New evidence of police brutality during Katrina
The New Orleans Times-Picayune has uncovered evidence that police officers physically attacked two city residents and a working photojournalist on Sept. 1, 2005, three days after Hurricane Katrina made landfall.
The story helps explain a mysterious scene we reported about last December in a joint project with the Times-Picayune and PBSÃ¢â‚¬â„¢ FRONTLINE, one of a series of reports documenting violent encounters between citizens and officers of New Orleans Police Department in the aftermath of Katrina.
So far this year, federal prosecutors have charged 16 current and former NOPD officers with crimes allegedly committed after the levees failed. Two others have been indicted for allegedly killing a man just before the catastrophe.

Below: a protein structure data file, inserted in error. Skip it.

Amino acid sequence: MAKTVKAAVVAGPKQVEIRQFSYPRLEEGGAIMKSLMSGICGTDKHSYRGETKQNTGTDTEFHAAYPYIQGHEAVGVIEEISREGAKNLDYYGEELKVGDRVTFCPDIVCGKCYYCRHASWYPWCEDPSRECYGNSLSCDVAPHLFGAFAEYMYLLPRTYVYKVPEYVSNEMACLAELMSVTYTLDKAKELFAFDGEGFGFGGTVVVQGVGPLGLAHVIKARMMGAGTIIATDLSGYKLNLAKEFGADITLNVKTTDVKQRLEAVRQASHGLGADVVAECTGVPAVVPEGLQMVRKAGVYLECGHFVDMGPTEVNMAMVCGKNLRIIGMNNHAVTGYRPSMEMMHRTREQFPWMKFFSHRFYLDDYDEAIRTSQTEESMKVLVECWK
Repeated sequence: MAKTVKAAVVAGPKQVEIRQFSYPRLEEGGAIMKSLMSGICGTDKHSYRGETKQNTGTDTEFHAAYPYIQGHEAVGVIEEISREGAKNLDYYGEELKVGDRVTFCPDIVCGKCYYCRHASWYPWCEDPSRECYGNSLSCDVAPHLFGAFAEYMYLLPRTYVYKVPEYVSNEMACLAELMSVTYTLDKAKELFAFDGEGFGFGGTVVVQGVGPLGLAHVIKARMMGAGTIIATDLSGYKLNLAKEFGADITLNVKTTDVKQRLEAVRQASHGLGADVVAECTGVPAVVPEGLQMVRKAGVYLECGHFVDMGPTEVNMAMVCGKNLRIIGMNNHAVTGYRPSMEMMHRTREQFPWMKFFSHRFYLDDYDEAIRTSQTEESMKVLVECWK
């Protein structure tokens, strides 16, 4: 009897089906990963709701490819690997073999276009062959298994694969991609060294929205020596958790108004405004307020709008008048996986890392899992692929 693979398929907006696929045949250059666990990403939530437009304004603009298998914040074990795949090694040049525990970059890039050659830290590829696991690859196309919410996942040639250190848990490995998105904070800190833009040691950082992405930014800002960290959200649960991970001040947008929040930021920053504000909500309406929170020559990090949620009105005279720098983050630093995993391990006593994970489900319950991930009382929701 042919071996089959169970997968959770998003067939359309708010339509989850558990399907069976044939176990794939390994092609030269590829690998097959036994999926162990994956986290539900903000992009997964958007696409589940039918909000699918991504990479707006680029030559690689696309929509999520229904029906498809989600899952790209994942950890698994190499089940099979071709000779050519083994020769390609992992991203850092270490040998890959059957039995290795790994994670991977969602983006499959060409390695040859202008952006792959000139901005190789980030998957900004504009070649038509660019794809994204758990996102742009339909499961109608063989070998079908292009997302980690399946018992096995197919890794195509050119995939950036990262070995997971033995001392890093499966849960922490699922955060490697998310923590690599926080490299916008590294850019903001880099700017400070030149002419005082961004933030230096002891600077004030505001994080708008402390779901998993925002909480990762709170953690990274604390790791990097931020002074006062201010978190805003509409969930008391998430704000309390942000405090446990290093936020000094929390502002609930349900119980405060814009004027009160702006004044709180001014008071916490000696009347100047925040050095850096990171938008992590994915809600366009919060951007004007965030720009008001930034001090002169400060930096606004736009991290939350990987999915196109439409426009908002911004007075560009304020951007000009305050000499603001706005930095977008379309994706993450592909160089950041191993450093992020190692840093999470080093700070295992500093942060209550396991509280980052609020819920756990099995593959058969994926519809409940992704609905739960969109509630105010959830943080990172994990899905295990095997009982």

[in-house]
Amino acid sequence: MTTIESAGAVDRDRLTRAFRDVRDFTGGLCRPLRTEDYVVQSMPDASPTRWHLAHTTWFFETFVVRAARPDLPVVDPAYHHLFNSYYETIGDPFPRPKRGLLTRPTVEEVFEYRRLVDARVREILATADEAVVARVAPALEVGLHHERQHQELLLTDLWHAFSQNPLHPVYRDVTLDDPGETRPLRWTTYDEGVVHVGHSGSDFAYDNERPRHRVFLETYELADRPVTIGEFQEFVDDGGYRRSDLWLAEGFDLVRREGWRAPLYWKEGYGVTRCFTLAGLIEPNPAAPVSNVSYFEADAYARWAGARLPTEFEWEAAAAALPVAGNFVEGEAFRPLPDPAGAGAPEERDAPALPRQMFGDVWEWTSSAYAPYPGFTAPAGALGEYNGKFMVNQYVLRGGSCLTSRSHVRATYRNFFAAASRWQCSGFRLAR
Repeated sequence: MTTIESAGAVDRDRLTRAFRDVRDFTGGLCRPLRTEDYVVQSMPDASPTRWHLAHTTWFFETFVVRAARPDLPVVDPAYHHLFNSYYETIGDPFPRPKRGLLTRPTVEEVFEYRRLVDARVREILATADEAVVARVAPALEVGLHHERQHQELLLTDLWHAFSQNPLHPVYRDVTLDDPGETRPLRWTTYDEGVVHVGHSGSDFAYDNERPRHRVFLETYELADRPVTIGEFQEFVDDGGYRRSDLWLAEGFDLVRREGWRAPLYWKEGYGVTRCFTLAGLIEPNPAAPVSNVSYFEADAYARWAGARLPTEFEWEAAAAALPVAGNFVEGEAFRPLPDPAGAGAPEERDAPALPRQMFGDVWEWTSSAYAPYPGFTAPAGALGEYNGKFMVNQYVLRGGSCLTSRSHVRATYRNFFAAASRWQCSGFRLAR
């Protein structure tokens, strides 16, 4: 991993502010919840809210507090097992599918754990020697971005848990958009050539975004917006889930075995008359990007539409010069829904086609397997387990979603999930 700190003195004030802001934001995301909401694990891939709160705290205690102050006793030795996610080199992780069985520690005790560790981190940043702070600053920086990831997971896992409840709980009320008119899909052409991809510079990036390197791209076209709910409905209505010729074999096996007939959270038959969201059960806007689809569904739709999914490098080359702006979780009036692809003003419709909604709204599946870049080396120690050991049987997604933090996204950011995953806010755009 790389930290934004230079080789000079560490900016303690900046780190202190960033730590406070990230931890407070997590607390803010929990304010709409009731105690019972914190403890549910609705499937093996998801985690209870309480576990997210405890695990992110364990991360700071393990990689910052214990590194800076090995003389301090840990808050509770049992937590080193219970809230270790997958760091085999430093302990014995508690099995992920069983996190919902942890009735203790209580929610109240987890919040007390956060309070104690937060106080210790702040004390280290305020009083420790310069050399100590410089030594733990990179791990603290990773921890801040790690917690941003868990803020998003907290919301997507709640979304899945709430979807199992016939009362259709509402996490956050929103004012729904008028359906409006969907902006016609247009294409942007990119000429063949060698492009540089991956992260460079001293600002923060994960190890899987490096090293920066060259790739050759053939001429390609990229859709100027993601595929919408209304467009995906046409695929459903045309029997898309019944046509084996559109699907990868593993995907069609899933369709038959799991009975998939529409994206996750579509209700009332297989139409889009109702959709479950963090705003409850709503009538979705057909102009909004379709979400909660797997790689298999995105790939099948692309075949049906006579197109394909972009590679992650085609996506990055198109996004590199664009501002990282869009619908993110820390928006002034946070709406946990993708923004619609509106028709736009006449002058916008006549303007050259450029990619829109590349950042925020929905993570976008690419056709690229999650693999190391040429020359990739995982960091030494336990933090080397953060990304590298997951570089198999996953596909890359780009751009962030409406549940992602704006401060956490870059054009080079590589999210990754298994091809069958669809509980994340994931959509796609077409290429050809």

The latest news centers on a violent encounter that occurred on Religious Street, not far from the Ernest N. Morial Convention Center. Responding to a shooting incident, officers severely beat two handcuffed men they suspected of firing at police, leaving one of the men missing numerous teeth, reports Times-Picayune city editor Gordon Russell.
It seems the officers had the wrong guys: According to Russell, the two men werenÃ¢â‚¬â„¢t armed, and police didnÃ¢â‚¬â„¢t have evidence to detain or jail them.
When Lucas Oleniuk, a photographer for the Toronto Star, began clicking off photos of the episode, he got caught up in the violence. Oleniuk says police hurled him to the ground, kicked him, and seized his cameras. The cops returned the equipment but pulled out a memory card containing the digital pictures the photographer had snapped.
The New Orleans Police Department has issued no official statement on the story, though a former captain who was present that day denied seeing any physical abuse.
Russell himself witnessed the aftermath of the apparent beating Ã¢â‚¬â€œ a scene he described in the December report but hadnÃ¢â‚¬â„¢t been able to piece together until now.
Check out the FRONTLINE video below, and get the whole story here.
— A.C. Thompson, ProPublica